assuring a healthier Earth.
Economically, with more efficient housing and stand-alone energy sources,
American Indians who live in remote areas such as North and South Dakota,
Montana and Wyoming will be better and more efficiently served.
On the Rosebud Reservation in South Dakota, the first reservation to
install and operate a 750-kilowatt wind generator, a large wind farm is in
the late planning stages. The tribe, with the cooperative effort of the
Rosebud Housing Authority and the Tribal Utilities Commission, will provide
energy-efficient housing using renewable energy as the source of power.
Like many reservations, the electricity is provided by a rural electric
cooperative or by an investor-owned utility. Rosebud is served by the
Cherry Todd Electric Cooperative. Neiss said that 80 percent of the
utility's customers are American Indian, but no American Indians are on the
board of directors.
The Rosebud wind project will reduce its dependence on Cherry Todd for
power, which purchases electricity from Basin Electric, the No. 1 polluter
in the country.
Another large-scale polluter is the Mohave Generating Station, located in
southern Nevada. Because it exceeds pollution limits, the federal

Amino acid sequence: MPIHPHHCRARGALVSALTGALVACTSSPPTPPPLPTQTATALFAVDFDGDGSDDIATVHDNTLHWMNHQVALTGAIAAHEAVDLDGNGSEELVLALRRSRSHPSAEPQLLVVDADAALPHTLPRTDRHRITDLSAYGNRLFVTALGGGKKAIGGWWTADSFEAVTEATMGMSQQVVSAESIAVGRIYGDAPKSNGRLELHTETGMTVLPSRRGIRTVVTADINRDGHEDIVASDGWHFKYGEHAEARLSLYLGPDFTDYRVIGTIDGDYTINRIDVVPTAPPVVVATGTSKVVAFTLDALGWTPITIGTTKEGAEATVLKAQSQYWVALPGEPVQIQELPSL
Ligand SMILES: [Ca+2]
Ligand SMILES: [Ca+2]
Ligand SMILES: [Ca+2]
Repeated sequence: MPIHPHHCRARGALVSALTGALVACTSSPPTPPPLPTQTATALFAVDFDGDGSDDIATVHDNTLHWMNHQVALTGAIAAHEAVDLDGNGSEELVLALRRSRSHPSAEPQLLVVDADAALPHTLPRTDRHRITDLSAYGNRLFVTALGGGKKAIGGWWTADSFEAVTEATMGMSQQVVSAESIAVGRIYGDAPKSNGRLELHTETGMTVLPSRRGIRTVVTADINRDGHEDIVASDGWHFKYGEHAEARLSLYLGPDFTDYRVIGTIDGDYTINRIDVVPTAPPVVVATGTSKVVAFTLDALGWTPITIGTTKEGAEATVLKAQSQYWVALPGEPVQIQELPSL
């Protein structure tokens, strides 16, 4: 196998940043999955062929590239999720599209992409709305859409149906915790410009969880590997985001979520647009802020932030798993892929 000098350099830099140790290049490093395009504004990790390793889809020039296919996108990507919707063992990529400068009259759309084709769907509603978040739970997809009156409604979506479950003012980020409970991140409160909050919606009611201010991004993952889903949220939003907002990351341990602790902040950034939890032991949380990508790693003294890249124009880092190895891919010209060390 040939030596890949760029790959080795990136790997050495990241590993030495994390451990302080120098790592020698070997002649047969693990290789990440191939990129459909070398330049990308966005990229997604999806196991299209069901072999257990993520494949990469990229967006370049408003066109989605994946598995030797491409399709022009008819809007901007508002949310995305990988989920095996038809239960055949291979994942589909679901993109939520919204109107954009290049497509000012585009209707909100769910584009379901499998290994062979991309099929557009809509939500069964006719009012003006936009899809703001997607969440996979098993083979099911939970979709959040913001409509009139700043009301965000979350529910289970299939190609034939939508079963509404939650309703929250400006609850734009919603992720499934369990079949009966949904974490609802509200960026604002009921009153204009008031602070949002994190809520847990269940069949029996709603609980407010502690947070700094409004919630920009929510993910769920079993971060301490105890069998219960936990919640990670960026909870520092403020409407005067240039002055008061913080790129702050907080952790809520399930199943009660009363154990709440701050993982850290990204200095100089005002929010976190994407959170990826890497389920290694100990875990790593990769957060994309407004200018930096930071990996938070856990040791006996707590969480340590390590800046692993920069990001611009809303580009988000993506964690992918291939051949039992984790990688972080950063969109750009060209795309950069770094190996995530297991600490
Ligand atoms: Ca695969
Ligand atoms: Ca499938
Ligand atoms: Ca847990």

government ordered Mohave to reduce its emissions by the end of this year
or face closure. The plant is located on the Navajo reservation, and the
royalties from the sale of coal at the Black Mesa coal mine produced
one-third of the tribe's revenue.
But the Hopi and Navajo have plans to produce power that is clean and will
use less water than the current system.
A solution, said Vernon Masayesva, director of the Black Mesa Trust, is to
build the world's largest solar plant. The 1,000-megawatt plant will be
located on both the Hopi and Navajo reservations and will offset any lost
revenues from the sales of coal.
"We feel there is a huge market for this," Masayesva said. "It is
strategically located." When the project was first proposed it received
opposition from some traditional Hopis and Navajos, but now there is strong
support, he added.
"The local people are driving the idea that we need to do something. We
have to stop Peabody [Energy, the company that extracts coal at Black Mesa]
from pumping the water," Masayesva said.
The solar plant will provide power for both reservations and part of